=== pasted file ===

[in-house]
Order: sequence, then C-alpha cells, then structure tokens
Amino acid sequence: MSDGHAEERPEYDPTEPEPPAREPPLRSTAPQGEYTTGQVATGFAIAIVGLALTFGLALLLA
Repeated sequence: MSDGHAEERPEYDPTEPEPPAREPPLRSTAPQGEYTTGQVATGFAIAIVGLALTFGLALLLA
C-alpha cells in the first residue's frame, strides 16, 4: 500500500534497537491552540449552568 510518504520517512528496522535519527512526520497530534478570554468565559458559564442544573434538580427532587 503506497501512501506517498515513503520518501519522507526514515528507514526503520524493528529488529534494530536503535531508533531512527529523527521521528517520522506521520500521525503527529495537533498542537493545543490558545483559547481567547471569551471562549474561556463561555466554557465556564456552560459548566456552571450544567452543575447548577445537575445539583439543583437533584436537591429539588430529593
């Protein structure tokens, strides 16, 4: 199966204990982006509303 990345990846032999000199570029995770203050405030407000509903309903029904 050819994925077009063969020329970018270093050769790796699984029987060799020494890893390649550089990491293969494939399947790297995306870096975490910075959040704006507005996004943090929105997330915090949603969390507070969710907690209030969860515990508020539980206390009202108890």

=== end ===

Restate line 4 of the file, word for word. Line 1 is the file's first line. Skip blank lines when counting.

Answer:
Repeated sequence: MSDGHAEERPEYDPTEPEPPAREPPLRSTAPQGEYTTGQVATGFAIAIVGLALTFGLALLLA